Top Up Prev Next Bottom Contents Index Search

B.4 Manipulating Windows

If you already know how to use the X Window system and you are using your own window manager configuration rather than the standard Ptolemy configuration, you may skip this section. Assuming you use the file $PTOLEMY/.twmrc without modification, rather than your own window manager, the basic window manipulations are explained below. Note that there are often several different ways to accomplish the same objective. Feel free to experiment with key and mouse button combinations in various parts of the screen. First, you must identify the "meta" key on your keyboard. It may be labeled in any of various ways, including "meta", "left", "right", "alt", a small diamond, or any of a number of other possibilities. It is usually close to the shift and control keys. Most window manipulations require that you hold down the meta key while depressing mouse buttons.

Iconifying windows.

Depressing the meta key, and clicking the left mouse button in any window will iconify it. The window disappears, replaced by a symbol in the icon manager at the right of the screen. To get the window back, place the cursor in the appropriate slot of the icon manager, and click the left mouse button. An alternative iconifying mechanism is to click any mouse button on the icon symbol at the left of the window header.

Moving windows.

Holding the meta key and dragging with the middle mouse button will move a window. "Dragging" simply means to hold the mouse button while moving the mouse. Alternatively, you can drag the left button in the middle of the window header.

Resizing windows.

The meta key and right mouse button can be used to resize a window. Place the mouse cursor near a corner of a window, depress the meta key, and drag the right button. Without the meta key, any button in the rightmost corner of the window header will resize the window.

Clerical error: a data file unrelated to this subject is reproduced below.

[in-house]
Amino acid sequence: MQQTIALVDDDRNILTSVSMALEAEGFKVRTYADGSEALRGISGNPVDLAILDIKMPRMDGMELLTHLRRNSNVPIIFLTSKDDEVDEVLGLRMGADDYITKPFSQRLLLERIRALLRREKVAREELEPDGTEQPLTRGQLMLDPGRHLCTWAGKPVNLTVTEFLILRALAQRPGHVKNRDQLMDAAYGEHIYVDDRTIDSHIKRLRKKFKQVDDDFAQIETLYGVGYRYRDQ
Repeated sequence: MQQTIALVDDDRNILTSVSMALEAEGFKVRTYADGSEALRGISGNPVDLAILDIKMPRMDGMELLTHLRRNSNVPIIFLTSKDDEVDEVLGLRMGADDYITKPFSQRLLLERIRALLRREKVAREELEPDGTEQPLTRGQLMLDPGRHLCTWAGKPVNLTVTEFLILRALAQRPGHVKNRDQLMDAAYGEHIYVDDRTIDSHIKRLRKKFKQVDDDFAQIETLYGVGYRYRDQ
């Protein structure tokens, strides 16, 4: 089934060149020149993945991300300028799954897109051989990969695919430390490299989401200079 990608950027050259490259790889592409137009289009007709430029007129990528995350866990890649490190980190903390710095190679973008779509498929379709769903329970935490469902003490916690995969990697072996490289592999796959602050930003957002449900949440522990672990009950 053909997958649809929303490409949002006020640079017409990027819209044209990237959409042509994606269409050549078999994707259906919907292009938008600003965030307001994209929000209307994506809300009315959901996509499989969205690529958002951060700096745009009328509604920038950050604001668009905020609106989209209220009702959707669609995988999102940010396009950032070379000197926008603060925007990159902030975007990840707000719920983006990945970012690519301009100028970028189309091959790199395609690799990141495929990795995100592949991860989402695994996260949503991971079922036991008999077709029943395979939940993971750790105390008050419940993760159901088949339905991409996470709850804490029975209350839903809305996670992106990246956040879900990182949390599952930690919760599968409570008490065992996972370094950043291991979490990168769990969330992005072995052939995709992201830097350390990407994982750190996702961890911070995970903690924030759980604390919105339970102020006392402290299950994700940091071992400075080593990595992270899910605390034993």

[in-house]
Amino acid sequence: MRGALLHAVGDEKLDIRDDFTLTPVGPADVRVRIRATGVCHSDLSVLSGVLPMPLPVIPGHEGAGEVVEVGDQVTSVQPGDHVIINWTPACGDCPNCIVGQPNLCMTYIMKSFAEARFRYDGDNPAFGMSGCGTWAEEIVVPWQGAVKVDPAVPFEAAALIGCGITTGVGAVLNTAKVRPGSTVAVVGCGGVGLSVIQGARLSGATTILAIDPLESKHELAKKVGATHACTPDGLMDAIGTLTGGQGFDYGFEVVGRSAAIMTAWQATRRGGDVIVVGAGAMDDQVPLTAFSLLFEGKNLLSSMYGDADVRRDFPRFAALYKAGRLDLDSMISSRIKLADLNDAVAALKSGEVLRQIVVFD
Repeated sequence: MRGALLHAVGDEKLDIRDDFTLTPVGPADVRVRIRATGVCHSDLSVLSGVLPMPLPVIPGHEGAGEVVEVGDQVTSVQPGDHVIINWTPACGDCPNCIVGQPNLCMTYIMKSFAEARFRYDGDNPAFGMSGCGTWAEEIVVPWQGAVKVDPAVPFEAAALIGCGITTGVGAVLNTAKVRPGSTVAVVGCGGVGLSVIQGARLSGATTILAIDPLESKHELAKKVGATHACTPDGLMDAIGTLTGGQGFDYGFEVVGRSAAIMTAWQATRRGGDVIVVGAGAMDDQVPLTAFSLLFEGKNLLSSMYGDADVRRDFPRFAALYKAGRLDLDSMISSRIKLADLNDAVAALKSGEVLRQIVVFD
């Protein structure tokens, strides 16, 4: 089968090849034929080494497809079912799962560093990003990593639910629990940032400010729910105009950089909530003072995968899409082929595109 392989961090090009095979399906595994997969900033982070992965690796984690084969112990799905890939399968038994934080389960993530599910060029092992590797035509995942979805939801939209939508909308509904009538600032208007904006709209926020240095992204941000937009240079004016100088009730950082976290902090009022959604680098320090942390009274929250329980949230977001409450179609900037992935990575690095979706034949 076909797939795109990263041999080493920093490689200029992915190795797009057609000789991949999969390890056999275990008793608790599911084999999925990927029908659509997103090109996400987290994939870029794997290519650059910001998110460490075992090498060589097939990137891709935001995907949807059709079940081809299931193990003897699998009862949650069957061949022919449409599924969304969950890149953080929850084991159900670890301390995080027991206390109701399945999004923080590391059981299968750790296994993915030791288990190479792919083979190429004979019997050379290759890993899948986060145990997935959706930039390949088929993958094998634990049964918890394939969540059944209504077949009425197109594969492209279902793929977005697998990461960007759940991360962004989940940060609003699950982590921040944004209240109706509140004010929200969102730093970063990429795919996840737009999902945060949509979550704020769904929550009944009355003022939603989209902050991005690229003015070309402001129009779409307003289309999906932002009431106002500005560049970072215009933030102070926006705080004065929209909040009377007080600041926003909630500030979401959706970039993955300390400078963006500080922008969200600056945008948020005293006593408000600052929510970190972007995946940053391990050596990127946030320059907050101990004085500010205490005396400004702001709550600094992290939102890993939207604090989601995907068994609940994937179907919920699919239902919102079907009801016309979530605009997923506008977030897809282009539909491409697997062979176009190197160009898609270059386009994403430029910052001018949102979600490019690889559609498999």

The window header has an iconify icon at the left, a blue bar for moving the window in the middle, and a resize symbol at the right. Correspondingly, without going to the window header, but using the meta key, the left mouse button will iconify a window, the middle button will move it, and the right button will resize it. Hence, the window header can be used as a mnemonic to help remember which mouse button has which function when the meta key is depressed.

Pick up and stuff.

In a text window, without the meta key, the mouse may be used to grab text and put it somewhere else, either in the same window, or in some other windows. This can be very useful to avoid copying long sections of text. The left mouse button, when depressed and dragged, highlights a region of text in a window, and stores the text. The right button can be used to modify the extent of the highlighted region. The highlighted text is "picked up", stored for future use. The middle button causes the highlighted text to be typed to whatever window has the mouse cursor.

New windows.

A useful command, defined in $PTOLEMY/.cshrc, is "term". Typing this in any window, followed by a carriage return, opens a new terminal window with a reasonable size and color. You may change the size and location in the usual way.

Removing windows.

Most windows, including all pigi windows, can be removed by typing control-D with the mouse cursor in the window.


A resource in X is a parameter that customizes the behavior of applications that run under X. For instance, resources determine the foreground and background color of your windows. Pigi requires that some resources be set. These resources are defined in the file $PTOLEMY/lib/pigiXRes, and are automatically merged with whatever other resources you may have defined. The merging occurs when you invoke the start-up script $PTOLEMY/bin/pigi. In addition to these required resources, there are many optional resources. Some of these are set in $PTOLEMY/.Xresources.

If you have not used the X window system before, you will probably not have a file with the name .Xresources in your home directory, and can simply copy the one from $PTOLEMY. This file defines some basic resources. If you already have a file with this name, then you can probably use the one you have as is.

Top Up Prev Next Bottom Contents Index Search

Copyright © 1990-1997, University of California. All rights reserved.